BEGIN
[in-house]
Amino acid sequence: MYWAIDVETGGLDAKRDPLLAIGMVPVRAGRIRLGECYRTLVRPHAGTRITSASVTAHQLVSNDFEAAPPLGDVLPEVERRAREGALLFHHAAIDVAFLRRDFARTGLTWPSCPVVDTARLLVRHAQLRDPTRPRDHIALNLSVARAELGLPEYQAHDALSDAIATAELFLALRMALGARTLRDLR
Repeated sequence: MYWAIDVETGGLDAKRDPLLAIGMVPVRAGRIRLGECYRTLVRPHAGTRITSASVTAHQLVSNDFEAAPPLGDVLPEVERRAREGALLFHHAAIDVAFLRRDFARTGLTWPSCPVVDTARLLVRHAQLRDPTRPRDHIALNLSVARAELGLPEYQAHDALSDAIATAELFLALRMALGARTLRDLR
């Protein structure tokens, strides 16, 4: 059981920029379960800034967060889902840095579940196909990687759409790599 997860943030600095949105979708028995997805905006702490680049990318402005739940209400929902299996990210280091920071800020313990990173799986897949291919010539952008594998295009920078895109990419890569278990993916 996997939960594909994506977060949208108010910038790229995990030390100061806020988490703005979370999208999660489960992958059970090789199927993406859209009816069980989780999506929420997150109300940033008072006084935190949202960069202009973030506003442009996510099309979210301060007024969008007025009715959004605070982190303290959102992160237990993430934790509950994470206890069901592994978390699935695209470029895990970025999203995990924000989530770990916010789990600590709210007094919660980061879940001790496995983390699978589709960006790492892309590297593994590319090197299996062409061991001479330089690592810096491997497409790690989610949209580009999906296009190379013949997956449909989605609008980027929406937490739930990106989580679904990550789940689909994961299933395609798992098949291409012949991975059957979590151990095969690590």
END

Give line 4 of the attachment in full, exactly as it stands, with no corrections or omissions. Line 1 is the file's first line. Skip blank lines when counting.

């Protein structure tokens, strides 16, 4: 059981920029379960800034967060889902840095579940196909990687759409790599 997860943030600095949105979708028995997805905006702490680049990318402005739940209400929902299996990210280091920071800020313990990173799986897949291919010539952008594998295009920078895109990419890569278990993916 996997939960594909994506977060949208108010910038790229995990030390100061806020988490703005979370999208999660489960992958059970090789199927993406859209009816069980989780999506929420997150109300940033008072006084935190949202960069202009973030506003442009996510099309979210301060007024969008007025009715959004605070982190303290959102992160237990993430934790509950994470206890069901592994978390699935695209470029895990970025999203995990924000989530770990916010789990600590709210007094919660980061879940001790496995983390699978589709960006790492892309590297593994590319090197299996062409061991001479330089690592810096491997497409790690989610949209580009999906296009190379013949997956449909989605609008980027929406937490739930990106989580679904990550789940689909994961299933395609798992098949291409012949991975059957979590151990095969690590």